In between all the over-filtered beach thirst traps, there’s a lot of genuinely good content on Instagram. There are tons of designers and artists creating cool original work, from photoshopped pictures of Harry Potter characters to important political artwork. As much as I love Bachelor contestants who call themselves “creators,” I prefer actual creative talent, especially when people use their creative talent to spread an important message.
One of these creators is Becca Rea-Holloway, who runs the Instagram account The Sweet Feminist. Becca specializes in cakes, cookies, and other sweet treats, all branded with feminist messages. It’s a perfect way to bring together fun and colorful designs with important political messages. A few weeks ago, after Alabama passed its law effectively banning abortion, Becca posted a cake with the message “ABORTION IS HEALTHCARE,” and it immediately went viral. I don’t know about you, but I saw the cake reposted on tons of Instagram stories.
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Last night, HB314 passed Alabama’s Senate. It is now the most restrictive anti-abortion law in the country – it makes abortion a felony at conception, punishable by up to 99 years imprisonment (note: the governor has not signed this law yet. *Abortion is still legal in Alabama*, and this law will be challenged). One thing that’s been bothering me a lot lately (other than the systematic degradation of our collective right to bodily autonomy) is the willingness of some to write off the states where these laws are passing. If you’re writing off these states as “backwards”, or calling for a general boycott (which organizers on the ground are saying is not a good idea) you are also saying that you are willing to abandon the residents of those states who do and will need access to abortion. Abandoning Alabama, or Georgia, or Ohio will not save you. It just feeds into the false narrative that abortion access is only for some. Abortion access should not depend on geography. If you buy into the idea that Alabama and other states like it are “backwards”, you erase all the factors that shape lawmaking there (like: disenfranchisement and voter suppression, racism), as well as the people who are on the ground working towards reproductive justice. If we are willing to abandon the residents of Alabama, or Georgia, or Ohio, we are complicit. It’s not enough for abortion to still be accessible for some. It must be safe, legal, and accessible for everyone. Today is a good day to donate to @yellowfund, @sistersong_woc @ppse_advocates #thesweetfeminist #sweetfeminism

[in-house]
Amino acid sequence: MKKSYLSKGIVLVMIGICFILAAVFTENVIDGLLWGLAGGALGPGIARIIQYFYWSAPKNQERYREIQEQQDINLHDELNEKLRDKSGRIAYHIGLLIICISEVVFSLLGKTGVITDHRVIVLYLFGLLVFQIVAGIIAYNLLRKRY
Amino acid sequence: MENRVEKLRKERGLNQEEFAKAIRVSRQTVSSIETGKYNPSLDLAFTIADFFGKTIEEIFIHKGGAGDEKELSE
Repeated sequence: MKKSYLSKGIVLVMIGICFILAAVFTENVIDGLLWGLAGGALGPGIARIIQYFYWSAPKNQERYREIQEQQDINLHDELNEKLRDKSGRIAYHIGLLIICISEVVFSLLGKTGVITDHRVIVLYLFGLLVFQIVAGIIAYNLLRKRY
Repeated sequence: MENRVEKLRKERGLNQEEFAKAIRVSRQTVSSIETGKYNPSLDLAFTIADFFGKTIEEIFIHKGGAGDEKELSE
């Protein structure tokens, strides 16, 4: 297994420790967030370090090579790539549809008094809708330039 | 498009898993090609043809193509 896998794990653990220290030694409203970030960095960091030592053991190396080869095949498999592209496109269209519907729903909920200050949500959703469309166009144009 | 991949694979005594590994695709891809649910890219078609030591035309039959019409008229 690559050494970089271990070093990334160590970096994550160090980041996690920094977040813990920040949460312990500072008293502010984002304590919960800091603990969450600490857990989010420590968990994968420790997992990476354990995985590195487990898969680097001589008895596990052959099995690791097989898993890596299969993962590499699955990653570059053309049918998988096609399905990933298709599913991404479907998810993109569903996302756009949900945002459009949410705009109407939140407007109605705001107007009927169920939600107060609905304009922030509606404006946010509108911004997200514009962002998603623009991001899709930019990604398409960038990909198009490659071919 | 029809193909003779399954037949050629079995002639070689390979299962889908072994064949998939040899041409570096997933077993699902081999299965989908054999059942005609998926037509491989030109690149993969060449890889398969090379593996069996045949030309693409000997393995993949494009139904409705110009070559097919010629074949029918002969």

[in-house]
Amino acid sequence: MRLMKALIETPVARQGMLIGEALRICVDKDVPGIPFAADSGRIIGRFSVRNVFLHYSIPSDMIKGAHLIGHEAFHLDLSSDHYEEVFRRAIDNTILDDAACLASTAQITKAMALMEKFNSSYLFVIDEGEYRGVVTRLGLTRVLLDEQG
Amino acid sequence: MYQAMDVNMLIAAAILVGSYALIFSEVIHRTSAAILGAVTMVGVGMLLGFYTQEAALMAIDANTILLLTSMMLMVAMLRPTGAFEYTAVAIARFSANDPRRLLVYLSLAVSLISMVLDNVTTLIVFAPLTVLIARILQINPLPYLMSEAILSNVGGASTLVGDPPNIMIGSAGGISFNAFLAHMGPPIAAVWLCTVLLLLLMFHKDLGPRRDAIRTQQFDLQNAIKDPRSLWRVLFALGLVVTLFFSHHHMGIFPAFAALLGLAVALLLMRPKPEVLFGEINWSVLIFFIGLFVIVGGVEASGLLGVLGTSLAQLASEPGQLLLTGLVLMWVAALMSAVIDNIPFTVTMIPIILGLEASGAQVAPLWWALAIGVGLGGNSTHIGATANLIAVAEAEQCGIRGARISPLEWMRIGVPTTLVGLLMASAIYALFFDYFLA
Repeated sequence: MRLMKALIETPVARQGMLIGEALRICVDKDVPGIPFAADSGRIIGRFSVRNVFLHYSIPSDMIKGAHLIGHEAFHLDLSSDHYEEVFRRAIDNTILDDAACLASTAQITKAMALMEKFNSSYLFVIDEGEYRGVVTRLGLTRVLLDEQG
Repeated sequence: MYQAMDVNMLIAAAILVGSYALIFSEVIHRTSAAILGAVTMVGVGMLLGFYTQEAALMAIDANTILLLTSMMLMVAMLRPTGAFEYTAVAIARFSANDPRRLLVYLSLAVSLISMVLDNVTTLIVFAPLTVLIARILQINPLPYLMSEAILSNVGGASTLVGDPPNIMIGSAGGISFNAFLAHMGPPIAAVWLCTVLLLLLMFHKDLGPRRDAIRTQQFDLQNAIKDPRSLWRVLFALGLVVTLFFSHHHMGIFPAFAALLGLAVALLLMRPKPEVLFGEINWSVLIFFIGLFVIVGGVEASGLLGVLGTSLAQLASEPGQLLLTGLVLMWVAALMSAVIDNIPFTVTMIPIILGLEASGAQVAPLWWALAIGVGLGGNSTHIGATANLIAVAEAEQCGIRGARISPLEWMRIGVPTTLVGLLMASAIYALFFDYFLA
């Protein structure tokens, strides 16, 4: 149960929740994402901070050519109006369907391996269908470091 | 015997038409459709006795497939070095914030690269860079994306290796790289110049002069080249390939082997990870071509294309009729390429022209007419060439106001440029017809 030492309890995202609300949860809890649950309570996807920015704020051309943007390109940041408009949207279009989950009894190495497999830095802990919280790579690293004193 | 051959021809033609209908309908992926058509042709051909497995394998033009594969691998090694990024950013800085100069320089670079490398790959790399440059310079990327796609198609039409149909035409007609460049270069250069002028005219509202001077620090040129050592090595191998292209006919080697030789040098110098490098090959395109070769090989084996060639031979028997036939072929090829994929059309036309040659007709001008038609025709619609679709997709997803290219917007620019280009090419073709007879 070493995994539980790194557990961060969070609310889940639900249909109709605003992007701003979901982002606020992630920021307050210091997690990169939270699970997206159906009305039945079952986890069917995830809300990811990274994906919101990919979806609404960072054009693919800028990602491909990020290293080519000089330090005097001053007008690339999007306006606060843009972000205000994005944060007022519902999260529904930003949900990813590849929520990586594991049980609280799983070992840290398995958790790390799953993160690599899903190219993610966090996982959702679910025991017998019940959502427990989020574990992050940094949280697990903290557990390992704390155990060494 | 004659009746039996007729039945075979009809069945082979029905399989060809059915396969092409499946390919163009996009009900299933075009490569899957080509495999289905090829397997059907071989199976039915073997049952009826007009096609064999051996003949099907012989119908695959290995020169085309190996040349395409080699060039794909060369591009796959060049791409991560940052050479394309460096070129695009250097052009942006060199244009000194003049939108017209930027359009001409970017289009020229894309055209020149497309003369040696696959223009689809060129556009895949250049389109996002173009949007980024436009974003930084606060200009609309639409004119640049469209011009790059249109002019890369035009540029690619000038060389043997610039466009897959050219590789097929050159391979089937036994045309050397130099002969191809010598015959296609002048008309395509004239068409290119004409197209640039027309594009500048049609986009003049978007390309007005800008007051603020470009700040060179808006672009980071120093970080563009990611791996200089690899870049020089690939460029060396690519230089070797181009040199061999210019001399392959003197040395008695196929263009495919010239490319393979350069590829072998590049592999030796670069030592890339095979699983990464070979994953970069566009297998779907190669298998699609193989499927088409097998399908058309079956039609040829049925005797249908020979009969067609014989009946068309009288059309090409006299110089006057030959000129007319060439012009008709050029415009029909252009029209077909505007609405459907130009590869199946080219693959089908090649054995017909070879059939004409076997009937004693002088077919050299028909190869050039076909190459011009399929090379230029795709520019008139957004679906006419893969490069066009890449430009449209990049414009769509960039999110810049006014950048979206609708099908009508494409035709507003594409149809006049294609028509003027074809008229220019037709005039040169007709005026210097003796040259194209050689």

It’s a simple message, and a simple design, but it’s instantly recognizable to those who know the work of The Sweet Feminist. That’s why, when Miley Cyrus posted photos from a shoot with Marc Jacobs and Planned Parenthood on Tuesday, one of the images immediately raised some eyebrows. It’s the best photo of the bunch, and it quickly got reshared tens of thousands of times. What’s the issue? In the photo, Miley Cyrus is licking a cake that looks exactly like The Sweet Feminist’s cake. But Becca Rea-Holloway’s name was nowhere to be found.
When someone as big as Miley Cyrus posts something controversial, it doesn’t take long for everyone to notice. That includes the followers of The Sweet Feminist, who were quick to point out that Miley’s cake looked suspiciously similar to the one Becca made. The Sweet Feminist posted a comparison of the two cakes, calling out Miley Cyrus and the other teams involved for stealing her original work and not even giving her a credit. Swipe to see how similar the cakes really are.
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@mileycyrus just announced a collaboration with @marcjacobs @plannedparenthood @happyhippiefdn using this image. It is a direct theft of my own original art work from May 2018, with no credit. It’s literally my exact handwriting, message, and concept. Swipe for comparison! Cake art is for everyone, but this is inexcusable.
Miley Cyrus quickly responded to The Sweet Feminist’s post: